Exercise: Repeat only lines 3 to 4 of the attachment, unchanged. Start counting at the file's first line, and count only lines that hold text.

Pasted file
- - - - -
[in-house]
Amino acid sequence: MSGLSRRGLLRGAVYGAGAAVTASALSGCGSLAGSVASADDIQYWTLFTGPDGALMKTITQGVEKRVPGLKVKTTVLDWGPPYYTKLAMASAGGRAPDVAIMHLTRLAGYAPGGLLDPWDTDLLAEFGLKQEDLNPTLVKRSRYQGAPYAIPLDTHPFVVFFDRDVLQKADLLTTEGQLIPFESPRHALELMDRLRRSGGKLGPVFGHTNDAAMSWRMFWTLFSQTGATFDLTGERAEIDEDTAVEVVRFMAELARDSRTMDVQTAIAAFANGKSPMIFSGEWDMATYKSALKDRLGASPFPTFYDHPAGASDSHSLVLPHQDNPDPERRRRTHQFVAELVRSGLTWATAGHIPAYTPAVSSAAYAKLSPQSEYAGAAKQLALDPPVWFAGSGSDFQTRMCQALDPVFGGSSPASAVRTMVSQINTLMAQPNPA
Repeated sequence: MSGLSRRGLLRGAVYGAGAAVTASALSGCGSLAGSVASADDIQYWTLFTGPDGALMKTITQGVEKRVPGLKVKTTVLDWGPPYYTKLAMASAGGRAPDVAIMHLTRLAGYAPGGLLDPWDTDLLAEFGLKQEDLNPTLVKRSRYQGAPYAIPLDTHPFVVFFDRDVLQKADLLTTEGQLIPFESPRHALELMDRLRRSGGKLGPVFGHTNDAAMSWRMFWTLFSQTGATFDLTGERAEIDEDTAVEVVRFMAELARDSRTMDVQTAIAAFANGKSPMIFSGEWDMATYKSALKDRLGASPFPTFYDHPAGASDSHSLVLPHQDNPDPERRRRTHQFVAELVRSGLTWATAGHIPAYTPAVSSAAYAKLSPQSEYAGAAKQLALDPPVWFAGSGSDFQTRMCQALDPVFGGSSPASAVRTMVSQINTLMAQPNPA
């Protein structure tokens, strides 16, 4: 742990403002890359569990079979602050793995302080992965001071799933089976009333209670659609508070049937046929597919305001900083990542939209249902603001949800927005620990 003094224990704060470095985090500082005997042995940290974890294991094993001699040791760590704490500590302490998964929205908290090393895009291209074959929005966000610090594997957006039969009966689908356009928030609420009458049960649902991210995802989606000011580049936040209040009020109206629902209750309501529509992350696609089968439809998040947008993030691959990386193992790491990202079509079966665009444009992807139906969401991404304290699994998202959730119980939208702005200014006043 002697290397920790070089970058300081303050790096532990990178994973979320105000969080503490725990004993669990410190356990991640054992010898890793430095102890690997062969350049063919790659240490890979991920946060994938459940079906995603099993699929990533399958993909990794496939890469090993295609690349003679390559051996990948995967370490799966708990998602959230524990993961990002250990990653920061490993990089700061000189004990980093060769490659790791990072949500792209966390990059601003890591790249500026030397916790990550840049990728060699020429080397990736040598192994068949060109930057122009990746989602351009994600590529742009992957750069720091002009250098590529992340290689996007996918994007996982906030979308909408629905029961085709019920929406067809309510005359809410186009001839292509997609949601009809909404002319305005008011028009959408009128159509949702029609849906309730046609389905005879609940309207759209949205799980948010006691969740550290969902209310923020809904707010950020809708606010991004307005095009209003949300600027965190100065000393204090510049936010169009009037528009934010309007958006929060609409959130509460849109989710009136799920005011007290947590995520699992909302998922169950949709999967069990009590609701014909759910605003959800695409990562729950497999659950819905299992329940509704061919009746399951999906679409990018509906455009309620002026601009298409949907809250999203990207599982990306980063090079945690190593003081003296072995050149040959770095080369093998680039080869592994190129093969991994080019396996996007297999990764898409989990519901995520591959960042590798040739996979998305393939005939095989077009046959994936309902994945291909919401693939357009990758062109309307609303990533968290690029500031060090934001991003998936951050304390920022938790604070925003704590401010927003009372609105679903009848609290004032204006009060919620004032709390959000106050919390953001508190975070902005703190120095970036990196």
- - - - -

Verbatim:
Repeated sequence: MSGLSRRGLLRGAVYGAGAAVTASALSGCGSLAGSVASADDIQYWTLFTGPDGALMKTITQGVEKRVPGLKVKTTVLDWGPPYYTKLAMASAGGRAPDVAIMHLTRLAGYAPGGLLDPWDTDLLAEFGLKQEDLNPTLVKRSRYQGAPYAIPLDTHPFVVFFDRDVLQKADLLTTEGQLIPFESPRHALELMDRLRRSGGKLGPVFGHTNDAAMSWRMFWTLFSQTGATFDLTGERAEIDEDTAVEVVRFMAELARDSRTMDVQTAIAAFANGKSPMIFSGEWDMATYKSALKDRLGASPFPTFYDHPAGASDSHSLVLPHQDNPDPERRRRTHQFVAELVRSGLTWATAGHIPAYTPAVSSAAYAKLSPQSEYAGAAKQLALDPPVWFAGSGSDFQTRMCQALDPVFGGSSPASAVRTMVSQINTLMAQPNPA
């Protein structure tokens, strides 16, 4: 742990403002890359569990079979602050793995302080992965001071799933089976009333209670659609508070049937046929597919305001900083990542939209249902603001949800927005620990 003094224990704060470095985090500082005997042995940290974890294991094993001699040791760590704490500590302490998964929205908290090393895009291209074959929005966000610090594997957006039969009966689908356009928030609420009458049960649902991210995802989606000011580049936040209040009020109206629902209750309501529509992350696609089968439809998040947008993030691959990386193992790491990202079509079966665009444009992807139906969401991404304290699994998202959730119980939208702005200014006043 002697290397920790070089970058300081303050790096532990990178994973979320105000969080503490725990004993669990410190356990991640054992010898890793430095102890690997062969350049063919790659240490890979991920946060994938459940079906995603099993699929990533399958993909990794496939890469090993295609690349003679390559051996990948995967370490799966708990998602959230524990993961990002250990990653920061490993990089700061000189004990980093060769490659790791990072949500792209966390990059601003890591790249500026030397916790990550840049990728060699020429080397990736040598192994068949060109930057122009990746989602351009994600590529742009992957750069720091002009250098590529992340290689996007996918994007996982906030979308909408629905029961085709019920929406067809309510005359809410186009001839292509997609949601009809909404002319305005008011028009959408009128159509949702029609849906309730046609389905005879609940309207759209949205799980948010006691969740550290969902209310923020809904707010950020809708606010991004307005095009209003949300600027965190100065000393204090510049936010169009009037528009934010309007958006929060609409959130509460849109989710009136799920005011007290947590995520699992909302998922169950949709999967069990009590609701014909759910605003959800695409990562729950497999659950819905299992329940509704061919009746399951999906679409990018509906455009309620002026601009298409949907809250999203990207599982990306980063090079945690190593003081003296072995050149040959770095080369093998680039080869592994190129093969991994080019396996996007297999990764898409989990519901995520591959960042590798040739996979998305393939005939095989077009046959994936309902994945291909919401693939357009990758062109309307609303990533968290690029500031060090934001991003998936951050304390920022938790604070925003704590401010927003009372609105679903009848609290004032204006009060919620004032709390959000106050919390953001508190975070902005703190120095970036990196």